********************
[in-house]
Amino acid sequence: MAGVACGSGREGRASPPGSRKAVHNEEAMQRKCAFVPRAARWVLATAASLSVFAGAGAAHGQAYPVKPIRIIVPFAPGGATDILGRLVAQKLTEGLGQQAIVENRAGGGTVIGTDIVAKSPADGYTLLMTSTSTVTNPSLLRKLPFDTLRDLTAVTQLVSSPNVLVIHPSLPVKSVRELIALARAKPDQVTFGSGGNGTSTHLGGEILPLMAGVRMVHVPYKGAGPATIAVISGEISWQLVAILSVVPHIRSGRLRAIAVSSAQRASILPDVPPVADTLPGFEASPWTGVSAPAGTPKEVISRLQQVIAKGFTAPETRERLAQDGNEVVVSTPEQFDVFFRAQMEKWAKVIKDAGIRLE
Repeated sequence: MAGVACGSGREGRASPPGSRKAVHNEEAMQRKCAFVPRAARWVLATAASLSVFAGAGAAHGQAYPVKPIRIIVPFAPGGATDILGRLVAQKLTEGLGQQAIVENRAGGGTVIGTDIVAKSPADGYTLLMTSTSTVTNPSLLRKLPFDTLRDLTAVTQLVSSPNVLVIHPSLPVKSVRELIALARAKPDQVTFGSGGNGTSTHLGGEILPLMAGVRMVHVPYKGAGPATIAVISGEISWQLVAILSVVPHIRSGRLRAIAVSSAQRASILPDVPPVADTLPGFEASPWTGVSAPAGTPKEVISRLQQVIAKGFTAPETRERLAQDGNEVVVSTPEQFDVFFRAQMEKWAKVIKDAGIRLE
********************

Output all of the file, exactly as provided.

[in-house]
Amino acid sequence: MAGVACGSGREGRASPPGSRKAVHNEEAMQRKCAFVPRAARWVLATAASLSVFAGAGAAHGQAYPVKPIRIIVPFAPGGATDILGRLVAQKLTEGLGQQAIVENRAGGGTVIGTDIVAKSPADGYTLLMTSTSTVTNPSLLRKLPFDTLRDLTAVTQLVSSPNVLVIHPSLPVKSVRELIALARAKPDQVTFGSGGNGTSTHLGGEILPLMAGVRMVHVPYKGAGPATIAVISGEISWQLVAILSVVPHIRSGRLRAIAVSSAQRASILPDVPPVADTLPGFEASPWTGVSAPAGTPKEVISRLQQVIAKGFTAPETRERLAQDGNEVVVSTPEQFDVFFRAQMEKWAKVIKDAGIRLE
Repeated sequence: MAGVACGSGREGRASPPGSRKAVHNEEAMQRKCAFVPRAARWVLATAASLSVFAGAGAAHGQAYPVKPIRIIVPFAPGGATDILGRLVAQKLTEGLGQQAIVENRAGGGTVIGTDIVAKSPADGYTLLMTSTSTVTNPSLLRKLPFDTLRDLTAVTQLVSSPNVLVIHPSLPVKSVRELIALARAKPDQVTFGSGGNGTSTHLGGEILPLMAGVRMVHVPYKGAGPATIAVISGEISWQLVAILSVVPHIRSGRLRAIAVSSAQRASILPDVPPVADTLPGFEASPWTGVSAPAGTPKEVISRLQQVIAKGFTAPETRERLAQDGNEVVVSTPEQFDVFFRAQMEKWAKVIKDAGIRLE